When I say "sight behind" the cue ball, I mean where you can use aiming techniques like fractional aiming or back-of-ball, where it's easier to see ball-to-ball "eclipsing" relationships. Try to aim a 1/3rd-ball hit from "way up there" (e.g. Minnesota Fats style), and try to do the same thing down low -- you *should* find out that it's easier to see the 1/3rd eclipsing relationship the latter way.

Thanks much for your comments--you've got a great passion as well for our beautiful sport!

Thank you as well. Like I said, if you're ever at a pool industry event in the northeast, chances are I might be there as well. Look me up!

-Sean
 

bbb

AzB Gold Member
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ok you guys can start another thread about how to work around what your body can do
lets try and answer my question
ill be more specific if that helps
do you think that placing your forearm on the table when possible is a good thing???
 

BilliardsAbout

BondFanEvents.com
Silver Member
Ah, I see.

I was referring to players who came to me bent over the way someone instructed them, and in a lot of back and/or neck pain. We were able to adjust their stance without diminshing their pocketing ability. It's "sensical" and not nonsense to help people in pain and not give them a cookie cutter approach to stance. I'm sure you agree. Some of my students are in their 60s and even up to their 80s as I mentioned in another thread. The dance and martial arts are often out, but for sure the hardcore golf and the chinning.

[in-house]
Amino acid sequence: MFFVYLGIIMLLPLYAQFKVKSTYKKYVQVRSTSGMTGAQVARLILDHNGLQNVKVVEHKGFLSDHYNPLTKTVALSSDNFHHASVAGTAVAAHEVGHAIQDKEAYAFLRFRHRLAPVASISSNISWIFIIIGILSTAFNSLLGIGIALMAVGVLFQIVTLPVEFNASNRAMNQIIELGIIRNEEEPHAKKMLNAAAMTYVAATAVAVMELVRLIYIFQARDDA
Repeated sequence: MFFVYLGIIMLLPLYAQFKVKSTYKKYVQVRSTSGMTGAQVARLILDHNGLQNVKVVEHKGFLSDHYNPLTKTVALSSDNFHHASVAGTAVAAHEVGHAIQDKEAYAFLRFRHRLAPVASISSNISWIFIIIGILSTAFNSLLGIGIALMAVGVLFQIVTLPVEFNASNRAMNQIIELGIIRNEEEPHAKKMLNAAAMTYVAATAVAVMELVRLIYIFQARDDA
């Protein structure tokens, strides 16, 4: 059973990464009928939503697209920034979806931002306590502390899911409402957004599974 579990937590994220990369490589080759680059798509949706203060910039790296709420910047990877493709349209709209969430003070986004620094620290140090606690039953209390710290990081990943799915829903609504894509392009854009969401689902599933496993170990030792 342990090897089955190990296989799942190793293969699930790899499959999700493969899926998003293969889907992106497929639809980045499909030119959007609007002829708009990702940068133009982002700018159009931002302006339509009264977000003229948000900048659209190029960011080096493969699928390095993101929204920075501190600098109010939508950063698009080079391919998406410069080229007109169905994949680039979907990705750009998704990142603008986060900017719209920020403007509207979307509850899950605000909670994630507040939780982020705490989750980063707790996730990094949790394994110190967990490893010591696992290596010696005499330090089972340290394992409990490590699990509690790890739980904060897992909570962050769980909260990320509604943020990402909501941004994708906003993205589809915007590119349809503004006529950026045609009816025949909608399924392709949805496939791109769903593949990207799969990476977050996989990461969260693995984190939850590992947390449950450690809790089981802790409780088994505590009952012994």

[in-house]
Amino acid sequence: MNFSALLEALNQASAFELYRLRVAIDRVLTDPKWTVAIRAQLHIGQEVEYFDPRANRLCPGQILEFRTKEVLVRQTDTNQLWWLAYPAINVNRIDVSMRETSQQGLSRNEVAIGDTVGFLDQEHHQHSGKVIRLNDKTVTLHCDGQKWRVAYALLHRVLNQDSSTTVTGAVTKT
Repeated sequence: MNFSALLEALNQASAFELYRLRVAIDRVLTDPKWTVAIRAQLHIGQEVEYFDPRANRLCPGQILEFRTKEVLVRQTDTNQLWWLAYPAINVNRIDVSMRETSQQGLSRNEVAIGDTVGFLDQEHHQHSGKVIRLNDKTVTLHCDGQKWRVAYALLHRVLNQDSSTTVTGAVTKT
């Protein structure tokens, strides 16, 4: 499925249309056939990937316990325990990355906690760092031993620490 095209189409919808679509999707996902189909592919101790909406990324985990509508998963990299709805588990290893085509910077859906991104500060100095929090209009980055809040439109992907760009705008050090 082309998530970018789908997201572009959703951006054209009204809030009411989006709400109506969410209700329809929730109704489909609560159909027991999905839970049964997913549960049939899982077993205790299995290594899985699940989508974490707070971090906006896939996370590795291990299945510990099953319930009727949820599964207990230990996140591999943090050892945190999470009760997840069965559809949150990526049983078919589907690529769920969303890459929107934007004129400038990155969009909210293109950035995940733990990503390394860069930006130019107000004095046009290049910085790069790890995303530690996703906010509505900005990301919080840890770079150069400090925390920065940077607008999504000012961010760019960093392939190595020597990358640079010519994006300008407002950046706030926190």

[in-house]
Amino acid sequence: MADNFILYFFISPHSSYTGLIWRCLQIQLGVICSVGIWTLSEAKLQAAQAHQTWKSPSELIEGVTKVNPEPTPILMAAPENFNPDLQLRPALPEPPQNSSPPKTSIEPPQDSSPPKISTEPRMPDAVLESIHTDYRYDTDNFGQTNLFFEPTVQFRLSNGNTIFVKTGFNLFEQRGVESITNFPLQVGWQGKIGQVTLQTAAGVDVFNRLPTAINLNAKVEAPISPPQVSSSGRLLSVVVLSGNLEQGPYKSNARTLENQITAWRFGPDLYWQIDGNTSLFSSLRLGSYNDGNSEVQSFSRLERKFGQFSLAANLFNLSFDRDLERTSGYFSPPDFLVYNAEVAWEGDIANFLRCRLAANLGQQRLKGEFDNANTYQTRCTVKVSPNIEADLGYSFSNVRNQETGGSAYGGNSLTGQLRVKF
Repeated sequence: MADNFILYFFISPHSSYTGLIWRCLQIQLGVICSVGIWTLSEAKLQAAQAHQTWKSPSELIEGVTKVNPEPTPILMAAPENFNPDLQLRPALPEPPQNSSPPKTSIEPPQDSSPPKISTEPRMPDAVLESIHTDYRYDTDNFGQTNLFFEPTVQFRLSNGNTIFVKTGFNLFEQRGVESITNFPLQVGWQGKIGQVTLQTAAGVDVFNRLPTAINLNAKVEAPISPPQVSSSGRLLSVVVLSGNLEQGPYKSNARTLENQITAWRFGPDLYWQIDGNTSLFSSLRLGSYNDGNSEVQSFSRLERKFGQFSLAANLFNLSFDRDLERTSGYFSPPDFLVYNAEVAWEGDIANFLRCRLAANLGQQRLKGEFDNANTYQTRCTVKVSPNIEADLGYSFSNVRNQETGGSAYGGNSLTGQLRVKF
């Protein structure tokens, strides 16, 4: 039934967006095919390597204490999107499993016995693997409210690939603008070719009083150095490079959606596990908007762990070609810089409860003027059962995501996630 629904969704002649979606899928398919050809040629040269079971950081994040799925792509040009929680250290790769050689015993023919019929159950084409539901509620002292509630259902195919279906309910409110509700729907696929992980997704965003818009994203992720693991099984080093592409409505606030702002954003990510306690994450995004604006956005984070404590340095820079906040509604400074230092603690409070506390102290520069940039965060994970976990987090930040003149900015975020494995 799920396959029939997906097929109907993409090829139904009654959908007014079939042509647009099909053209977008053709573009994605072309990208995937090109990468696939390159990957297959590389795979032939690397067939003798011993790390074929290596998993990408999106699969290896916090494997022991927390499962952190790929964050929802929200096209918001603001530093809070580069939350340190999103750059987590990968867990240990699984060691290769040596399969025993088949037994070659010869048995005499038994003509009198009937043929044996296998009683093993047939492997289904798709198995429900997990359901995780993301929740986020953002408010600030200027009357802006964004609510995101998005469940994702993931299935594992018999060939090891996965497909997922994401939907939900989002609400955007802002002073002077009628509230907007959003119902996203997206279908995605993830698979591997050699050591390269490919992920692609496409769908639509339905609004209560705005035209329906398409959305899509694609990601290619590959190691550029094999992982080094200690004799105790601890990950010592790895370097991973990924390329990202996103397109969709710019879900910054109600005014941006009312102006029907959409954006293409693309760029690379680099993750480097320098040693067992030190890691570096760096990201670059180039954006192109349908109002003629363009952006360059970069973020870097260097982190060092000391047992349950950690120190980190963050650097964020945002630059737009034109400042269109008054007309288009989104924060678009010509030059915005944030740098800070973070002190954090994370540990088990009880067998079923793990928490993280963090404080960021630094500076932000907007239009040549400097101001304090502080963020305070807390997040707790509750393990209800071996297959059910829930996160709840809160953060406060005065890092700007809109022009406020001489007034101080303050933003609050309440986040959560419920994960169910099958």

Thanks also for your detailed response on chinning the cue, that's why I asked. Someone playing contact point/back of ball and not looking for fractions/eclipsing can be comfortable and stand with their chin a foot above the cue--neither Minnesota Fats nor Allison Fisher--and still shoot very, very well. I'll go out on a limb here and say that getting way the heck down there--I mean all the way down--yields an advantage only on certain strokes.
 

BilliardsAbout

BondFanEvents.com
Silver Member
ok you guys can start another thread about how to work around what your body can do
lets try and answer my question
ill be more specific if that helps
do you think that placing your forearm on the table when possible is a good thing???

It's not a necessity. A bridge arm in the air can still be relaxed yet provide all the stability needed for the stroke.
 

Mark Avlon

Northwest Pool School
Silver Member
do you think that placing your forearm on the table when possible is a good thing???

It's very helpful to rest your elbow on the table for stability when using a high finger-tip bridge to clear balls.

It's fine to rest your forearm on the table as long as it doesn't interfere with you ability to align to the shot and stroke well.
 

bbb

AzB Gold Member
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It's very helpful to rest your elbow on the table for stability when using a high finger-tip bridge to clear balls.

It's fine to rest your forearm on the table as long as it doesn't interfere with you ability to align to the shot and stroke well.

thanks mark for responding
your knowledgeable in put is always help full
 

Donny Lutz

Ferrule Cat
Silver Member
Being solid is the goal

It's very helpful to rest your elbow on the table for stability when using a high finger-tip bridge to clear balls.

It's fine to rest your forearm on the table as long as it doesn't interfere with you ability to align to the shot and stroke well.

I agree.

When I began playing, it was being taught that a straight arm is the best and should always be used for consistency. It makes sense.

But it also makes sense that for certain shots (shots that require little stroke or force) one may gain an advantage by being closer to the cue ball...by bending the bridge arm.

I like to rest some part of my arm on the rail (or playing surface) for stability when I'm shooting over a ball or when it's difficult to make a bridge when shooting along a rail.